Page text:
Friday, December 30, 2022

Friday, December 30th, 2022

 The Last Swim of the Year -

Tom and Sue

Foggy and wet at Avila this morning. The swell was down but there was still a slow roll out there. Sue and I stepped into the crazy zone and actually swam around Avila Rock. It was a good swim, if a little crazy. 

Thanks Tom

Personally, I think this is the most hazardous time of the year at Avila and it is about tiny stuff. Not sharks, which are a summer thing and rare, or boats, or the storm surf that we get this time of the year but the high load of bacteria that San Luis Creek carries into the ocean when it rains. Thursday mornings samples by the Surfrider Blue Water Task Force have bacteria levels on the west side of the pier (opposite where Tom and Sue were today) at 6x the state limit for safe contact with the water, the creek mouth is at 9x and in the estuary it is 12X. Some areas further up the creek posted numbers 25X the state's recommendation. This is not unusual when it rains, with the numbers highest early in the winter when there is more poo in the creek's watershed for the rain to push into the creek.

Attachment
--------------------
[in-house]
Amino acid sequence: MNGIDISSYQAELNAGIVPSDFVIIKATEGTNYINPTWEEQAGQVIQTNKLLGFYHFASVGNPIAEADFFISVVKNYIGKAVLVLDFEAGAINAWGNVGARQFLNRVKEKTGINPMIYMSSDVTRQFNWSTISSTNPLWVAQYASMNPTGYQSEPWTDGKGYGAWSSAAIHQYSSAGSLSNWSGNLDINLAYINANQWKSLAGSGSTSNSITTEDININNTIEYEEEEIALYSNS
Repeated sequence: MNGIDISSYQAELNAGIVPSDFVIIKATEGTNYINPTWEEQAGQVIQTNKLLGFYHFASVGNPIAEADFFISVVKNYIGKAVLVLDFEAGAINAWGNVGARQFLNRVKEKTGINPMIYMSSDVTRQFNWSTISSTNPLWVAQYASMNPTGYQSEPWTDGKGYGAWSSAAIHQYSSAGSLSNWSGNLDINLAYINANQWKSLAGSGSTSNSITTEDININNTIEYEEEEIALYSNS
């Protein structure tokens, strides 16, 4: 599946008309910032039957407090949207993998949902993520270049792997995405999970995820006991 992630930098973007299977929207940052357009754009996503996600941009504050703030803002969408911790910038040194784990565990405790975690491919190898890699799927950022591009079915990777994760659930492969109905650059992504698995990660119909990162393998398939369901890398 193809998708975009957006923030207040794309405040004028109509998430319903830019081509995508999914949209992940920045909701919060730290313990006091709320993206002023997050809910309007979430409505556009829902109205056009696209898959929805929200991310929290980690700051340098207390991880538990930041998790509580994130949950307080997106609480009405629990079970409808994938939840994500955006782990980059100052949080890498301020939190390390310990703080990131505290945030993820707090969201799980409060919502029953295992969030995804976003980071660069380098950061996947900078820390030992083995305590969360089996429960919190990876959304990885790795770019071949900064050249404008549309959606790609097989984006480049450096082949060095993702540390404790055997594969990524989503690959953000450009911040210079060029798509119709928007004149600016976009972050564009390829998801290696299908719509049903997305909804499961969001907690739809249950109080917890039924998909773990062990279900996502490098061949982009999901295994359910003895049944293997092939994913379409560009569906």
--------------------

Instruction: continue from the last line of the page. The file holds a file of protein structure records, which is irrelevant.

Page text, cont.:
The water from the creek disperses out into the ocean so if you want to swim in this water the game is to guess how diluted the bacteria load will be where you are swimming. Dial in how long it has been since the last rain, how robust your immune system is, how long you will be in the water and how much water you will get in your mouth, eyes and nose and you can arrive at a guess of your risk. 
Staying on the east side of the pier is a start but the surf, tide and the relative strength of the flow in the creek vs the tide and the waves will determine where the outflow goes. It is a guess and you hope you make a good one.

The Surfrider Blue Water Task Force collects beach and creek water samples from Pismo to Cambria on Thursday mornings and the test results are posted about noon on Friday at 
If you like having this kind of data available before you get in the ocean consider giving your local chapter a few bucks.

In the early 90's there was no water quality information available and we were ignorant about the risk that creek runoff could expose us to so we were swam all of the time, including during storms in water that was so full of silt from the creek that it looked like a latte.  A number of our swimmers had chronic sinus infections and who knows how many of the other aches and 'colds' the rest of us had were due to exposure to the bacteria in the water. We have the ability to be smarter now.


1 comment:

Anonymous said...

Since it’s pretty rainy today ( Sat… NYE).. the Polar Bear Swim on Sunday might not be a real great idea!)